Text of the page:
Saturday, October 4

Look Ma, No Hooves

It's a good thing I read Atonement before I watched Atonement. If I'd watched the movie version first, I might not have bothered finishing it. Or I would have finished it and sat there with a huge "huh?!" on my face.

I like intellectual films, but I prefer not having to think too hard. I'm there to be entertained, not to entertain myself. (I suppose that's lazy consumerism, but there you have it.)

Anyway - Atonement. Ian McEwan's novel allows you to form an attachment to his characters - either you like them at first read, or you hate them with a passion. I'm not sure if it's his goal to make us dislike the idealistic, self-righteous, stuck-up protagonist, but I hated her at first read.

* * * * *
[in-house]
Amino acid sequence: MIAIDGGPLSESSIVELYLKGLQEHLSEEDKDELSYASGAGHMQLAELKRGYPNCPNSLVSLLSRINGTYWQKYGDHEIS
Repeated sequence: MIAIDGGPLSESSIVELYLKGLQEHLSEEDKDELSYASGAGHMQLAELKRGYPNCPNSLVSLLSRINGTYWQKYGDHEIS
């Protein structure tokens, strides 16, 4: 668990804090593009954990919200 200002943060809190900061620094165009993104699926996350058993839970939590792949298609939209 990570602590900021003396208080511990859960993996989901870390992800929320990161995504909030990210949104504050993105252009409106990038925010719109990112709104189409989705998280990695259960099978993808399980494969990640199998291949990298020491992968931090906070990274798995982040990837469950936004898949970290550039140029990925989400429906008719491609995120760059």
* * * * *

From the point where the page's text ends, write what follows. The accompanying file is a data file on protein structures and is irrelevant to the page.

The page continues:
It's a pretty simple story. Boy likes girl, sister gets jealous. Boy gives girl randy letter, is stupid enough to ask sister to give letter to girl. Sister reads randy letter, finds an excuse to blame boy for something he didn't commit. Boy and girl don't end up together. Flash-forward to ten years later, boy and girl hate girl's sister. Girl's sister feels bad. Writes novel. Calls it Atonement.

If Ian McEwan didn't have the way he has with words, it would've been akin to a Dick and Jane book. As it is, he writes like a poet. Flowery, verbose, highfalutin. It makes the novel a haunting expose. A haunting expose that actually makes its way onto the silver screen pretty much intact; the movie is astonishingly faithful to the book, which was a pleasant surprise for me. It's a worthwhile movie and James McAvoy is in it.

Everytime I see James McAvoy I get reminded of Mr. Tumnus in the first Narnia movie (he played the faun). I keep wondering when I'll overcome that particular aspect. He was such a badass in Wanted, but I kept seeing goat feet and the fur on his chest.